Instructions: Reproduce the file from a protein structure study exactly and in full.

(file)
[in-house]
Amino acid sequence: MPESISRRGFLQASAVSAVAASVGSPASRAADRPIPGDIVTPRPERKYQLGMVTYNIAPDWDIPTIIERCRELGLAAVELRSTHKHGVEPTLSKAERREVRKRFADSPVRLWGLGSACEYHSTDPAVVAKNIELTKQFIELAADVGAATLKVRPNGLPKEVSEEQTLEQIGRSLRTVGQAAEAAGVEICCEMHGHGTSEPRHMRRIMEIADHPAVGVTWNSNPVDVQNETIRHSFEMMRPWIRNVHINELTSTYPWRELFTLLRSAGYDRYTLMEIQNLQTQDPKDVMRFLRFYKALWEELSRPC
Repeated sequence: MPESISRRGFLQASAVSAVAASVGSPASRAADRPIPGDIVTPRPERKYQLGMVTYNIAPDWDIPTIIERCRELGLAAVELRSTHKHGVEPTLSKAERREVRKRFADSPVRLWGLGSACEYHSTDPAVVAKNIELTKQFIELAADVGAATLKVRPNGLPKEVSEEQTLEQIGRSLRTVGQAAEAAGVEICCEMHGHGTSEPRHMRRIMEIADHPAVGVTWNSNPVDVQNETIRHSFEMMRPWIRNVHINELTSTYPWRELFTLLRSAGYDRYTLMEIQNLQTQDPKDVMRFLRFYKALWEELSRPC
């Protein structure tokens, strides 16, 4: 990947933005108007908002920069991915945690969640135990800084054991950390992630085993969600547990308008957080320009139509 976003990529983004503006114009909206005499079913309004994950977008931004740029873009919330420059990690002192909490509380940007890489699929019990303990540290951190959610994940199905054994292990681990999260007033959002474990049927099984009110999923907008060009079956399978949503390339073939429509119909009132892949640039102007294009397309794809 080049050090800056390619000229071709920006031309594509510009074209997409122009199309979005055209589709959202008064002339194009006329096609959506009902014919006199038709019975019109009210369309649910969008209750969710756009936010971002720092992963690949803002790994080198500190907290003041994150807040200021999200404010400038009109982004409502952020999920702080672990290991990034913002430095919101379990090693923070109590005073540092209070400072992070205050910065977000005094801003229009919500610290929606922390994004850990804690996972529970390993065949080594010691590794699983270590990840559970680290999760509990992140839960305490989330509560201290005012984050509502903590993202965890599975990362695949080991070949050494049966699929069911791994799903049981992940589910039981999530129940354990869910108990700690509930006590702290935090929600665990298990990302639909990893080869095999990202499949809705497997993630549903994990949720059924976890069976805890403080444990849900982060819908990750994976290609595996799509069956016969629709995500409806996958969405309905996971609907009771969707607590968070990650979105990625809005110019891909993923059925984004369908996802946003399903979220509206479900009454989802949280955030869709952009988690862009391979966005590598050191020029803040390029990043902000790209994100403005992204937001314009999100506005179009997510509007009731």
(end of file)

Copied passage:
[in-house]
Amino acid sequence: MPESISRRGFLQASAVSAVAASVGSPASRAADRPIPGDIVTPRPERKYQLGMVTYNIAPDWDIPTIIERCRELGLAAVELRSTHKHGVEPTLSKAERREVRKRFADSPVRLWGLGSACEYHSTDPAVVAKNIELTKQFIELAADVGAATLKVRPNGLPKEVSEEQTLEQIGRSLRTVGQAAEAAGVEICCEMHGHGTSEPRHMRRIMEIADHPAVGVTWNSNPVDVQNETIRHSFEMMRPWIRNVHINELTSTYPWRELFTLLRSAGYDRYTLMEIQNLQTQDPKDVMRFLRFYKALWEELSRPC
Repeated sequence: MPESISRRGFLQASAVSAVAASVGSPASRAADRPIPGDIVTPRPERKYQLGMVTYNIAPDWDIPTIIERCRELGLAAVELRSTHKHGVEPTLSKAERREVRKRFADSPVRLWGLGSACEYHSTDPAVVAKNIELTKQFIELAADVGAATLKVRPNGLPKEVSEEQTLEQIGRSLRTVGQAAEAAGVEICCEMHGHGTSEPRHMRRIMEIADHPAVGVTWNSNPVDVQNETIRHSFEMMRPWIRNVHINELTSTYPWRELFTLLRSAGYDRYTLMEIQNLQTQDPKDVMRFLRFYKALWEELSRPC
């Protein structure tokens, strides 16, 4: 990947933005108007908002920069991915945690969640135990800084054991950390992630085993969600547990308008957080320009139509 976003990529983004503006114009909206005499079913309004994950977008931004740029873009919330420059990690002192909490509380940007890489699929019990303990540290951190959610994940199905054994292990681990999260007033959002474990049927099984009110999923907008060009079956399978949503390339073939429509119909009132892949640039102007294009397309794809 080049050090800056390619000229071709920006031309594509510009074209997409122009199309979005055209589709959202008064002339194009006329096609959506009902014919006199038709019975019109009210369309649910969008209750969710756009936010971002720092992963690949803002790994080198500190907290003041994150807040200021999200404010400038009109982004409502952020999920702080672990290991990034913002430095919101379990090693923070109590005073540092209070400072992070205050910065977000005094801003229009919500610290929606922390994004850990804690996972529970390993065949080594010691590794699983270590990840559970680290999760509990992140839960305490989330509560201290005012984050509502903590993202965890599975990362695949080991070949050494049966699929069911791994799903049981992940589910039981999530129940354990869910108990700690509930006590702290935090929600665990298990990302639909990893080869095999990202499949809705497997993630549903994990949720059924976890069976805890403080444990849900982060819908990750994976290609595996799509069956016969629709995500409806996958969405309905996971609907009771969707607590968070990650979105990625809005110019891909993923059925984004369908996802946003399903979220509206479900009454989802949280955030869709952009988690862009391979966005590598050191020029803040390029990043902000790209994100403005992204937001314009999100506005179009997510509007009731």